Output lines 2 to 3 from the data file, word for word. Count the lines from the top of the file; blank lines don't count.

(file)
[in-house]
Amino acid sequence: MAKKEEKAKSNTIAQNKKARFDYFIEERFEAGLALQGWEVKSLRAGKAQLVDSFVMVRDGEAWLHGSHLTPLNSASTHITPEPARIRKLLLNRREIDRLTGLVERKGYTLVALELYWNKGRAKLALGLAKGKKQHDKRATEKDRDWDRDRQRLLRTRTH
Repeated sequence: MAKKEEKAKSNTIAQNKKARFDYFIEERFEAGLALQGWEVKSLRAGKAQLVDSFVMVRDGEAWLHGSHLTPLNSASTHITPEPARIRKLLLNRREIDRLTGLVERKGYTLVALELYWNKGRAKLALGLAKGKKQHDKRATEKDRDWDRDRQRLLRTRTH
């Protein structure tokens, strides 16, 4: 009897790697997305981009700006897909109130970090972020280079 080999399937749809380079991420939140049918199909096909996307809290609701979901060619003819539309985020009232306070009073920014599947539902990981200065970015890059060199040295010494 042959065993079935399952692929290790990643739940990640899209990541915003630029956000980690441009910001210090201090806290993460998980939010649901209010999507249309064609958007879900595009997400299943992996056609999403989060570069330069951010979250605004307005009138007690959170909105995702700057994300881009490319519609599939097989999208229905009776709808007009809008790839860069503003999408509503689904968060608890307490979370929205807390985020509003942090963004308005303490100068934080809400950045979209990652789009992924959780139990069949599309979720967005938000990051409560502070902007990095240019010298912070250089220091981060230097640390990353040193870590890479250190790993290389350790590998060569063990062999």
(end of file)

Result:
Amino acid sequence: MAKKEEKAKSNTIAQNKKARFDYFIEERFEAGLALQGWEVKSLRAGKAQLVDSFVMVRDGEAWLHGSHLTPLNSASTHITPEPARIRKLLLNRREIDRLTGLVERKGYTLVALELYWNKGRAKLALGLAKGKKQHDKRATEKDRDWDRDRQRLLRTRTH
Repeated sequence: MAKKEEKAKSNTIAQNKKARFDYFIEERFEAGLALQGWEVKSLRAGKAQLVDSFVMVRDGEAWLHGSHLTPLNSASTHITPEPARIRKLLLNRREIDRLTGLVERKGYTLVALELYWNKGRAKLALGLAKGKKQHDKRATEKDRDWDRDRQRLLRTRTH